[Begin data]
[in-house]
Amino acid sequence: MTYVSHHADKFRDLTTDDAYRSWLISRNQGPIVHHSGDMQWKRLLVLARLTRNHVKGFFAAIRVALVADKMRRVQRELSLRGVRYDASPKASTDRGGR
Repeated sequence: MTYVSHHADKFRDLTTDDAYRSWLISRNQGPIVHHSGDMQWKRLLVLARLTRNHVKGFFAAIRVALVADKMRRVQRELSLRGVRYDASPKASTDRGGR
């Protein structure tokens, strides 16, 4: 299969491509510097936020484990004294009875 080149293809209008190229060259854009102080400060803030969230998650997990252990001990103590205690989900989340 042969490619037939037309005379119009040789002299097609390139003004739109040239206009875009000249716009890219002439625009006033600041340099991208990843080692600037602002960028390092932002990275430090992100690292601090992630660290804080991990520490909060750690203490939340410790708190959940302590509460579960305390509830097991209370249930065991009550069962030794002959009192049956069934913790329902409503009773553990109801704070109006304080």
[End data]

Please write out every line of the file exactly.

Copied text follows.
[in-house]
Amino acid sequence: MTYVSHHADKFRDLTTDDAYRSWLISRNQGPIVHHSGDMQWKRLLVLARLTRNHVKGFFAAIRVALVADKMRRVQRELSLRGVRYDASPKASTDRGGR
Repeated sequence: MTYVSHHADKFRDLTTDDAYRSWLISRNQGPIVHHSGDMQWKRLLVLARLTRNHVKGFFAAIRVALVADKMRRVQRELSLRGVRYDASPKASTDRGGR
């Protein structure tokens, strides 16, 4: 299969491509510097936020484990004294009875 080149293809209008190229060259854009102080400060803030969230998650997990252990001990103590205690989900989340 042969490619037939037309005379119009040789002299097609390139003004739109040239206009875009000249716009890219002439625009006033600041340099991208990843080692600037602002960028390092932002990275430090992100690292601090992630660290804080991990520490909060750690203490939340410790708190959940302590509460579960305390509830097991209370249930065991009550069962030794002959009192049956069934913790329902409503009773553990109801704070109006304080």